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Panoramic view of Colonial Williamsburg’s Great Hopes Plantation.

Great Hopes Plantation

The Countryside

Tobacco field with end view of Great Hopes Plantation kitchen.

Tobacco field with end view of Great Hopes Plantation kitchen.

About 2,000 people lived in Williamsburg at the time of the American Revolution in the 18th century. Though small by today’s standards, it was urban, with streets, residences, shops, public buildings, and other aspects of town life. Most Virginians, however, lived in the country. Male and female, young and old, Native American, European American, and African American, their lives were rural ones, centered on agriculture, and shaped by the land, the climate, the season, and the institution of slavery. To understand Colonial Virginia, and to put the lives of the townspeople of Williamsburg in perspective, we need to know a bit about what it was like to live on one of the many farms that surrounded the town. Compared to the great plantations, most of these were modest, owned by farmers “of the middling sort” or of even more modest means.

Digging clay for chinking and for a new floor for the slave house at  Great Hopes Plantation.

Digging clay for chinking and for a new floor for the slave house at Great Hopes Plantation.

Great Hopes Plantation

Great Hopes Plantation is a re-creation of one of these family farms. It did not exist on this site in the 18th century, but its landscape, buildings, animals, and the work and lifestyles of its inhabitants are based on extensive research into small farms in three neighboring counties.

The People

Historic Trades carpenters pit sawing a log into boards.

Historic Trades carpenters pit sawing a log into boards.

Great Hopes is a living history site. Colonial Williamsburg interpreters and tradespeople engage in the activities that were essential to running a farm and are eager to talk to you about their everyday lives. On your visit, you may meet Historic Farmers tending livestock and growing corn, wheat, and tobacco; members of Colonial Williamsburg’s African American Historical Interpretation staff engaging in a variety of agricultural and domestic tasks and discussing the institution of slavery and the life of the enslaved; and, from time to time, Historic Trades carpenters making building materials for new construction projects around town, tasks that a farmer, his sons, and slaves may have undertaken in slow times to generate some extra income.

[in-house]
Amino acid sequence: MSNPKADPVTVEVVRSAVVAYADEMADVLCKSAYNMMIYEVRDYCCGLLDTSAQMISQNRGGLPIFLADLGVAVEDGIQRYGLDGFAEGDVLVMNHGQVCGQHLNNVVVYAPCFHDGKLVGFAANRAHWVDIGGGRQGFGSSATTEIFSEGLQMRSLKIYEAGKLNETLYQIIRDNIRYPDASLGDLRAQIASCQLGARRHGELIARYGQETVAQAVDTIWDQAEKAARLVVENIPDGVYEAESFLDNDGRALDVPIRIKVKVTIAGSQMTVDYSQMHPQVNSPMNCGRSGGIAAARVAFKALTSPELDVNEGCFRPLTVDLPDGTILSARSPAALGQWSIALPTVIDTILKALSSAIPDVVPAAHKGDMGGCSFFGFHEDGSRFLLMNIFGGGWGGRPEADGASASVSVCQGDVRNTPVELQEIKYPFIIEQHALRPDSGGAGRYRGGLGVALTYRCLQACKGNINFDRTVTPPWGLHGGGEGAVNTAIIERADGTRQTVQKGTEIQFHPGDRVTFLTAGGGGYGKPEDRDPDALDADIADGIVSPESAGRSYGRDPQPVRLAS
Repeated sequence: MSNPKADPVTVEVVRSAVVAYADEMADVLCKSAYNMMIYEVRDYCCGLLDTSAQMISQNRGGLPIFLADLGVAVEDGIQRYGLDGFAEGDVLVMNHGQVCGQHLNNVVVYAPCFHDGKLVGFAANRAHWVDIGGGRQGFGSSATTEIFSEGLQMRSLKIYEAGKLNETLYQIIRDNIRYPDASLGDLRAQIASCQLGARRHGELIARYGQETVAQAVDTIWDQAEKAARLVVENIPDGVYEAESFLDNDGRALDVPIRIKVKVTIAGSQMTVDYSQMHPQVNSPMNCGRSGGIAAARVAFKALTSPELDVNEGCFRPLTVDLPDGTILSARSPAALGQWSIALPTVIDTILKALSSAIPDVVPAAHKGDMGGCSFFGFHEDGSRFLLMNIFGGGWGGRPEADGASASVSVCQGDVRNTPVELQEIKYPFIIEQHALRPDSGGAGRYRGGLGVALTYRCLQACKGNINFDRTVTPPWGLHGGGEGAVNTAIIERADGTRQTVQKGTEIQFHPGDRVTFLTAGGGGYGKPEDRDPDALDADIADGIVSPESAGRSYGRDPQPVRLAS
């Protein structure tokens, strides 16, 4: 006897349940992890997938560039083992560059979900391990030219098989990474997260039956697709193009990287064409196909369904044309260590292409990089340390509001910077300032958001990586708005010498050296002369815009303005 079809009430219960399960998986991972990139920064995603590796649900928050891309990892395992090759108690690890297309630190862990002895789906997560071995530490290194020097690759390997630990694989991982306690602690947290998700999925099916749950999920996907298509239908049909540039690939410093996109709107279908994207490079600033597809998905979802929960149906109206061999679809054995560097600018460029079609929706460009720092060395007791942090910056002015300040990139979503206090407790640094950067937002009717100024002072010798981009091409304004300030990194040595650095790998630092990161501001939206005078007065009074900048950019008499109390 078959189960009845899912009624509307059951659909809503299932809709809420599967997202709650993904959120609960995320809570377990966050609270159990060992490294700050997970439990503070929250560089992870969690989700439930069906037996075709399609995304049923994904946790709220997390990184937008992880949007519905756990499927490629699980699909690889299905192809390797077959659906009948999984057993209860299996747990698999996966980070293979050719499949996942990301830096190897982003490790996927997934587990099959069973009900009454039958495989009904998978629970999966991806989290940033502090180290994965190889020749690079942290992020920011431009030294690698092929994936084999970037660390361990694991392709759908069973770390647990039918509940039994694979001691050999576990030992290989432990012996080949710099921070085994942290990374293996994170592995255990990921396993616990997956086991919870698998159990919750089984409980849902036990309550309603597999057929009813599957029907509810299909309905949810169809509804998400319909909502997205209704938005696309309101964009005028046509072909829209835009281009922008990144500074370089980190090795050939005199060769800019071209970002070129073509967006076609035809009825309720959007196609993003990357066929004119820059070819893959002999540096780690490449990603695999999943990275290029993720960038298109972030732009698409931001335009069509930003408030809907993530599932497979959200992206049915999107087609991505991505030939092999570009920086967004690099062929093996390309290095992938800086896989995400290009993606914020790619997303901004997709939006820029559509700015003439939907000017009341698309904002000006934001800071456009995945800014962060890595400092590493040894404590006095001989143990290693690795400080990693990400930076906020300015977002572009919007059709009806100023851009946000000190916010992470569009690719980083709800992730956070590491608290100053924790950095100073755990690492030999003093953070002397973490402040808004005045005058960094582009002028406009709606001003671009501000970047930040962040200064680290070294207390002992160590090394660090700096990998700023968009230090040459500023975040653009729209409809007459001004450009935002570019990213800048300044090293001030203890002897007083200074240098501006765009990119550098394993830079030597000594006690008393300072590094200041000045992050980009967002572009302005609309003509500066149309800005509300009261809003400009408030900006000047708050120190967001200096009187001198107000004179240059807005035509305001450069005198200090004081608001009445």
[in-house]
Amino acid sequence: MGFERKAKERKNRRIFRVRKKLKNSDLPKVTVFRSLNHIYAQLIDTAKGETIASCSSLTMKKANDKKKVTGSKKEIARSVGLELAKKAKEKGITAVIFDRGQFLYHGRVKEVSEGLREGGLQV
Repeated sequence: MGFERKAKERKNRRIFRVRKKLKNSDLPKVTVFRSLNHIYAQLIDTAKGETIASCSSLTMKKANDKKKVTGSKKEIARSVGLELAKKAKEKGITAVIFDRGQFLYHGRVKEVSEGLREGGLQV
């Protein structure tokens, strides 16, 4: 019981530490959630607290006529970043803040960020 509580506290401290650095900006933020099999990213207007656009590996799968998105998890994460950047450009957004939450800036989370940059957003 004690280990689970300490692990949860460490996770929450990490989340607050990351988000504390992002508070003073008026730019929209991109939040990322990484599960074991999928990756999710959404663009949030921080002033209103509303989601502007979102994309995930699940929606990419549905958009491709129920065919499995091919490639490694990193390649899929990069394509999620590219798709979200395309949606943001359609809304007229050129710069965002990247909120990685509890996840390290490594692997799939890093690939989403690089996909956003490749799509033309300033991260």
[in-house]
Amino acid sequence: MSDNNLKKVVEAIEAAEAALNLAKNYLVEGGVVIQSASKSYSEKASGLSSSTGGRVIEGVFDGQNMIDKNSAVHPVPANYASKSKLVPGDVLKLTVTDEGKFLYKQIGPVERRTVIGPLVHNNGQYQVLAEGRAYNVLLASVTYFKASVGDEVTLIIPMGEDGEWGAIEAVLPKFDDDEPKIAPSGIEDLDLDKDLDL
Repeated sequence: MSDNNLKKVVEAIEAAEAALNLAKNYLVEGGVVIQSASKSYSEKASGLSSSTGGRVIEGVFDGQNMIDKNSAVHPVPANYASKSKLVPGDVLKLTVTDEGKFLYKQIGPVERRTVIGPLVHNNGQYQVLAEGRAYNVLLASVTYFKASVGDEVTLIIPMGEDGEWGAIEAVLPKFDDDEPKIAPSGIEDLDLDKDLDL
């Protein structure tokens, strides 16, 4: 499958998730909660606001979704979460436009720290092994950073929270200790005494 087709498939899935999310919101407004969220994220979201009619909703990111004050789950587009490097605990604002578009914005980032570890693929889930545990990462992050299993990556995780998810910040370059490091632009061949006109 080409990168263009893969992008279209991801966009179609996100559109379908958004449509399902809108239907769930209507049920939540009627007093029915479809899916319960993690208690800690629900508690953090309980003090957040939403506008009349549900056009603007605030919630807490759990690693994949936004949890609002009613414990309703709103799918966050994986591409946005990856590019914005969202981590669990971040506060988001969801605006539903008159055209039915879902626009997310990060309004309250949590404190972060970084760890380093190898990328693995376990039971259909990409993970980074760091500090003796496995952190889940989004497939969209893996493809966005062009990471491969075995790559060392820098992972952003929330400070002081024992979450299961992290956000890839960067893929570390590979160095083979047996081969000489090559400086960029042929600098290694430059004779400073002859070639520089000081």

Raising the tobacco barn at Great Hopes.

Raising the tobacco barn at Great Hopes.

The Buildings

The farm’s buildings include a kitchen, smokehouse, corn house, well, and tobacco house. A log house is the residence of the farm’s slaves. The planter’s dwelling house — a small, three-room frame building — is slated for construction.

Harrowing with horse and oxen.

Harrowing with horse and oxen.

The Fields

Tobacco was the most important crop of the Tidewater region of Virginia. Its sale provided the cash needed to support the farm and its inhabitants. During the mid-18th century, wheat gradually emerged as another cash crop. Corn was important as food. Ground into meal, grits, or hominy, it was the mainstay of everyone’s diet. Two gardens, one for the planter’s family and one set aside for slaves, provided vegetables and herbs.

A Historic Farmer with Ossabaw Island hogs in their pen at Great Hopes Plantation.

A Historic Farmer with Ossabaw Island hogs in their pen at Great Hopes Plantation.

The Livestock

Hogs and cattle free-ranged on fallow ground and woodland rather than in pastures. Poultry ran free in the farmyard. Gardens, crop fields, and orchards were fenced to keep livestock from roaming into them. Oxen were the primary draft animals and used for heavy work like plowing and logging. Horses were kept for both travel and light work. While modern requirements prohibit us from letting the animals run free, Great Hopes has a representative group of livestock, many of them rare breeds.

To See and Do

Shelling beans in front of the Great Hopes kitchen.

Shelling beans in front of the Great Hopes kitchen.

Interpreters recreate the work of the enslaved  at an 18th century plantation.

Interpreters recreate the work of the enslaved at an 18th century plantation.

Farming in the 18th century was hard, never-ending work. It required knowledge and skills that most of us today have never experienced. Much was tending crops, gardens, and livestock, but there also were the constant domestic tasks involved in feeding and clothing everyone, housekeeping, and raising families. To find out more about this life and the people who experienced it, check out the links below. Then, come and visit to see, to discuss, and, maybe, even do a bit of work.



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